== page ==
Additionally, it is critical to create opportunities for the African youth to feel included and to have a voice and a seat at the table of decision making. If proper avenues are created for substantive citizen engagement, mutual respect and healthy communication, that the talent, creativity, energy and knowhow that young Africans possess would be properly channeled to improve the wellbeing of all citizens. That ought to be the vision of every one of our leaders on the continent.
In Cameroon, it’s been four years since the major national dialogue that was supposed to bring an end to the ongoing armed conflict in the North West and South West Regions of the country. Have you seen tangible progress in resolving the crisis in the English-speaking Regions as a result of that forum?
Judging from the level of violence and economic disruption this first half of September,
I feel, and many Cameroonians would say that the conflict is still burning, which means that whatever that took place in Yaoundé four years ago hasn’t had the anticipated impact. As I’ve said since 2017, the ‘Anglophone conflict’ in Cameroon will only be resolved by genuine third party mediated dialogue that addresses not just the horrible deaths and destruction of the past seven years, but also the root causes of the grievances of the Anglophone population. That explains why there was a burst of hope and optimism when Canada announced in 2022, its willingness to host talks that could have helped bring an end to the conflict. To have sustainable peace for the duration and curb further alienation of the population in these Regions, these grievances that are well known would have to be comprehensively addressed.
In the current Cameroon context, what options would you propose as a permanent way out of the Anglophone crisis or conflict?
To provide proper context, grievances over Anglophone marginalization existed prior to 2017; and then came the armed conflict that has led to thousands of deaths, approximately a million internally displaced, tens of thou- sands of refugees, tremendous destruction of property, dislocation of lives and cultures,
and a significant population disaffection with the state. It therefore means that a holistic approach to the resolution of the crisis will require, at a minimum, fundamental, structural changes to the way in which Cameroon is governed. That would entail, at a mini mum, significant constitutional changes and
a dramatic shift from the way in which the state engages with citizens, so that citizens can feel empowered, and their dignity restored.
Presidential elections are due in Cameroon in 2025. How would you describe the ideal profile of the next President of Cameroon?
Well, keep in mind that in Cameroon as in any other country, elections are not just a one-day event but a process that entails creating the right environment for healthy political and citizen engagement, having a legal framework that guarantees transparent and inclusive elections, and creating a level playing field for candidates and political parties to interface with citizens who can then make informed decisions about those they elect. From the background we just discussed, it invariably goes without saying that the next leader of Cameroon has to be someone capable of reconciling citizens among themselves and then mending their relationship with the state. Someone who can speak to the grievances of Anglophones and the millions of other Cameroonians that have been burned and so aggrieved by the 41 years of the Biya regime; and who has the wherewithal to galvanise a renewed sense of belonging and pride in the country, both domestically and on the international scene. Two years is a lifetime in politics, and a lot can still happen between now and 2025.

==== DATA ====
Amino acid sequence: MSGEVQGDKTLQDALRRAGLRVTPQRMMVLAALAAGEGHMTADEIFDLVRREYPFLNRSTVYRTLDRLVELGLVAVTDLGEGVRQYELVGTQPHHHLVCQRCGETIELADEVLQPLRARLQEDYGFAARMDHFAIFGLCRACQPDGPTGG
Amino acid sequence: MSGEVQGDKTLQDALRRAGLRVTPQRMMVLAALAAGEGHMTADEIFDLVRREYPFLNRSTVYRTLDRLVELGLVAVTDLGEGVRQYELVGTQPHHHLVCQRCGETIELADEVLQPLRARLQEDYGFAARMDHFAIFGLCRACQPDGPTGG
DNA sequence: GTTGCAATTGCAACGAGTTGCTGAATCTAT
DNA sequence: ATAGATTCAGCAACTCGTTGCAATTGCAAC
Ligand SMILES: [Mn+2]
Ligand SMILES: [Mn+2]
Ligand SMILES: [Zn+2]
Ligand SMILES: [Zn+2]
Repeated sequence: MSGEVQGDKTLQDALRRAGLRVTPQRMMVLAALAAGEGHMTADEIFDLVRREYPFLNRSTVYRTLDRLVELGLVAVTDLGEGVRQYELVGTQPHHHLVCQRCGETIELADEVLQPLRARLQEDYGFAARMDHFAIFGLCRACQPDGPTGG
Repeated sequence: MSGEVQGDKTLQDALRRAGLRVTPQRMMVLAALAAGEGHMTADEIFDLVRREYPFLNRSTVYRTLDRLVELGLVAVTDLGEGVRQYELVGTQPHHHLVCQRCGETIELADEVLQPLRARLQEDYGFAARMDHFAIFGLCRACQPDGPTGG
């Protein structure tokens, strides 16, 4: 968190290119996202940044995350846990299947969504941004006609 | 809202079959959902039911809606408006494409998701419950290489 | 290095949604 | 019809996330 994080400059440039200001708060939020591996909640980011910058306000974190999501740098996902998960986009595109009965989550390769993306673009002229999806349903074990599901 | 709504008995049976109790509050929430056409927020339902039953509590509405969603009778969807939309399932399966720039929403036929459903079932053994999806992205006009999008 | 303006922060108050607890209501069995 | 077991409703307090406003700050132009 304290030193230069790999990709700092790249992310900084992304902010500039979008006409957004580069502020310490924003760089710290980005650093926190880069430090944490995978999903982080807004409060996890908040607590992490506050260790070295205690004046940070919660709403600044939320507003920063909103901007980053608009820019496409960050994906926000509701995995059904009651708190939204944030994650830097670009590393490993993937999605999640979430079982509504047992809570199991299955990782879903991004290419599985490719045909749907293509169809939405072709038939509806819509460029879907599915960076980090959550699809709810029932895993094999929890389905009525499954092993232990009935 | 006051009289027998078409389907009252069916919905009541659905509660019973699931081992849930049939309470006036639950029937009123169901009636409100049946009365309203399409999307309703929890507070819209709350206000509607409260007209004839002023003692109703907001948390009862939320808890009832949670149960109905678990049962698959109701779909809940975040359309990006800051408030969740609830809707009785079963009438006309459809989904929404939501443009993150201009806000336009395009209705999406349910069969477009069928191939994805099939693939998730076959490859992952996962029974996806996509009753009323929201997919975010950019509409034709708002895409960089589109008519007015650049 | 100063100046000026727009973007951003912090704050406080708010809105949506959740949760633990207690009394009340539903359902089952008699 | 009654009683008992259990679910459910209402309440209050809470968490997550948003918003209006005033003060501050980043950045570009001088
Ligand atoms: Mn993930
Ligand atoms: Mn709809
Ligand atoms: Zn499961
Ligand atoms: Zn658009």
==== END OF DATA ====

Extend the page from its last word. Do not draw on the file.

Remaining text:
Back on the international scene, not much has been heard of the #GrainFromUkraine initiative for which you are a Goodwill Ambassador alongside former President Joyce Banda of Malawi, former Minister Oby Ezekwesili of Nigeria and former Foreign Minister Mohammed of Somalia. Is it still ongoing and has it had the intended impact?
The #GrainFromUkraine initiative func- tioned extremely well during the first half of 2023, as countries like Kenya, Ethiopia, Somalia, and Yemen were beneficiaries of shipments which helped alleviate their vulnerability to food insecurity. You may be aware that the United Nations has declared food security a priority of the times, and the UK will be hosting a high-profile conference on that this November. Of course, the #GFU initiative has slowed down since Russia’s withdrawal from the Black Sea agreement at the end of July, and the bombing of Odessa port and hundreds of thousands of tonnes of stocked grain. As we speak, there are efforts underway to find alternative ‘solidarity’ routes that can still allow vulnerable countries in the Global South to benefit from this initiative. It is my understanding that Nigeria and Sudan may soon be beneficiaries of shipments from Ukraine, and for which, as an African, I am thankful.
Source: The Guardian Post No 2903- Monday September 18, 2023